Using species distribution models to guide conservation at the state level: the endangered American burying beetle (Nicrophorus americanus) in Oklahoma
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- Crawford, P.H.C. & Hoagland, B.W. J Insect Conserv (2010) 14: 511. doi:10.1007/s10841-010-9280-8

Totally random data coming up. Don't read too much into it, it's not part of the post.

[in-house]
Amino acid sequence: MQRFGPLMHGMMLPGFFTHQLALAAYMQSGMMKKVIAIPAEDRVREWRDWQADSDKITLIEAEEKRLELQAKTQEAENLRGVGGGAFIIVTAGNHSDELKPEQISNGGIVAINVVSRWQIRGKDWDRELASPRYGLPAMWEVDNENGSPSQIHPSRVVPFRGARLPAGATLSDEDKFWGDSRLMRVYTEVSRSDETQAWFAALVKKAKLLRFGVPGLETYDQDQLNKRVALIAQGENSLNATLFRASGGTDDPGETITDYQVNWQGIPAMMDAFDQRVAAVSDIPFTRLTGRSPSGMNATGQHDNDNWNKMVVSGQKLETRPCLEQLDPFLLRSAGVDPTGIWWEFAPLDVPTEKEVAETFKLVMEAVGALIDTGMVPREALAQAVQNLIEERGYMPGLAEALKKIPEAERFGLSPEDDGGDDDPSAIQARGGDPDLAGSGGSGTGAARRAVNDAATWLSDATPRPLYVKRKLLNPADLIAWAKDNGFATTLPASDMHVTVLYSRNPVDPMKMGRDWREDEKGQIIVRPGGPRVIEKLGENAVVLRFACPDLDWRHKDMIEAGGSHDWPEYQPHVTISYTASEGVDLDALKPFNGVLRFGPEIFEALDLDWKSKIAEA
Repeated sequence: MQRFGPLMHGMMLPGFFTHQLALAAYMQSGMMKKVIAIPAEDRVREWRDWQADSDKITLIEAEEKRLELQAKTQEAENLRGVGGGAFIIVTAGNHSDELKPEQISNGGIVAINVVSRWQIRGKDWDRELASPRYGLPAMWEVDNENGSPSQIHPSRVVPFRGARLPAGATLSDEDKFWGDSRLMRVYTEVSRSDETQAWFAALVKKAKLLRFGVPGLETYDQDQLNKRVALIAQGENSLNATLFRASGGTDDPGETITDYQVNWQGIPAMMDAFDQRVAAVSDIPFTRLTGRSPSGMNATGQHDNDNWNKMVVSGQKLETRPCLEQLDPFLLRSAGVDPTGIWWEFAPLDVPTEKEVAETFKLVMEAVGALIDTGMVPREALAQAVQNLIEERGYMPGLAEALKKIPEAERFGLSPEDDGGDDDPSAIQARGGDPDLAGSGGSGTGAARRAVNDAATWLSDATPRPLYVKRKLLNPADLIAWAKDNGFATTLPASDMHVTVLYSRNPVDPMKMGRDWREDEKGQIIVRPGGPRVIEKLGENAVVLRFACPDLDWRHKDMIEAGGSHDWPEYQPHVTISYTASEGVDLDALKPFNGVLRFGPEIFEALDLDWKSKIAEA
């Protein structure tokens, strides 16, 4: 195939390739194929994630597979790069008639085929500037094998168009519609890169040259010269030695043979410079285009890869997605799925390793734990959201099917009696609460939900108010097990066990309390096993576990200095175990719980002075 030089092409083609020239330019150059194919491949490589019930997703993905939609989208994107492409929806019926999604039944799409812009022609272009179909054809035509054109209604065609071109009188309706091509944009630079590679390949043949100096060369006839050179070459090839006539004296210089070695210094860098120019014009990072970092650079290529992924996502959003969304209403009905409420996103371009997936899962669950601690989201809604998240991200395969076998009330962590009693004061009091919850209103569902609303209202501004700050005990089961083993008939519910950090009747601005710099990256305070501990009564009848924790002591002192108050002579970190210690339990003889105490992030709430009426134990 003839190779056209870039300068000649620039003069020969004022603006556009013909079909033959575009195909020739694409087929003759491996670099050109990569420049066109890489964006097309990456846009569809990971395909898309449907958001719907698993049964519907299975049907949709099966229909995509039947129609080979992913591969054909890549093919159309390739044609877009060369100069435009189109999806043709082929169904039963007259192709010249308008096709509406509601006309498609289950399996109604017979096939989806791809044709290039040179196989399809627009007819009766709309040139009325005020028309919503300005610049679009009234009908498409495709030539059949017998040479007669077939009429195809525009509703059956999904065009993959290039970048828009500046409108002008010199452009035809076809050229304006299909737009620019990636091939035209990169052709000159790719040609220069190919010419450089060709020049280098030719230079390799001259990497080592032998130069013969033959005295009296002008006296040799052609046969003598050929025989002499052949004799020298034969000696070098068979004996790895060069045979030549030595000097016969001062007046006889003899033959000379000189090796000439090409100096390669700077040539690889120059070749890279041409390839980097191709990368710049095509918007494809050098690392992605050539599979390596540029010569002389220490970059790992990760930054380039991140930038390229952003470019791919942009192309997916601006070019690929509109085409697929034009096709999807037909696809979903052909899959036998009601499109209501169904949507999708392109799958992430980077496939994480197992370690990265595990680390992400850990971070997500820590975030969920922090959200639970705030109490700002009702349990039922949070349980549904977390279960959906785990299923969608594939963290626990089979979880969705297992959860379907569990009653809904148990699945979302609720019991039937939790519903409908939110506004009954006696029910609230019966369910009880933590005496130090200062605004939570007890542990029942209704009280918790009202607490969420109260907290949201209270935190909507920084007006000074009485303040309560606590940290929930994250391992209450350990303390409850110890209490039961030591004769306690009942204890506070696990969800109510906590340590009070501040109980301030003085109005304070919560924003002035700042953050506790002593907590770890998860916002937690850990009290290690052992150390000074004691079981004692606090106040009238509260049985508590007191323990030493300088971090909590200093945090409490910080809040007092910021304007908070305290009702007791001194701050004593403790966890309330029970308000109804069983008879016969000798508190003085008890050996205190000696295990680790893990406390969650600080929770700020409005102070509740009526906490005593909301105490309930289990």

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The goal of the Endangered Species Act is to improve the chances of listed species’ survival by increasing population levels (US Fish and Wildlife Service in American burying beetle (Nicrophorus americanus) recovery plan. Newton Corner, MA, p 80, 1991). If successful, a species will be delisted, but in order to achieve the goal of species recovery the demography, habitat preferences, reproductive biology, and cause of the species decline must be understood. Like many rare invertebrates, information about the endangered American burying beetle (Nicrophorus americanus) prior to listing consisted of the taxonomic description and morphological characterization. Surveys for N. americanus provide data that can be integrated into spatial models to help predict suitable habitat. Our objective was to model the potential distribution of N. americanus and to evaluate these models ability to generate maps of potential habitat, thus focusing recovering efforts. We chose six modelling algorithms that utilized both presence and absence data from beetle surveys conducted throughout eastern Oklahoma. Using area under the curve (AUC) as our evaluation statistic, we found that ten of the twelve models performed within the AUC index category of “potentially useful” (AUC 0.7–0.9). Models utilizing presence only data performed well compared to models built with presence/absence data. This may indicate the weakness of using absence data to indicate unsuitable habitat. Lack of integration into the model of biotic interactions may also be affecting model performance. To improve model performance, the causes of N. americanus’s endangered status and its population shrinkage should be considered. Although the best models were not highly accurate, the map of suitable habitat can help to inform conservation biologists of areas with a likelihood of N. americanus presence. Overgenerous models can mislead conservation planners in thinking that more areas are highly suitable. If resources are limited for planning preserves and areas of reintroduction, it may be better to be conservative and to limit consideration to the most suitable habitat.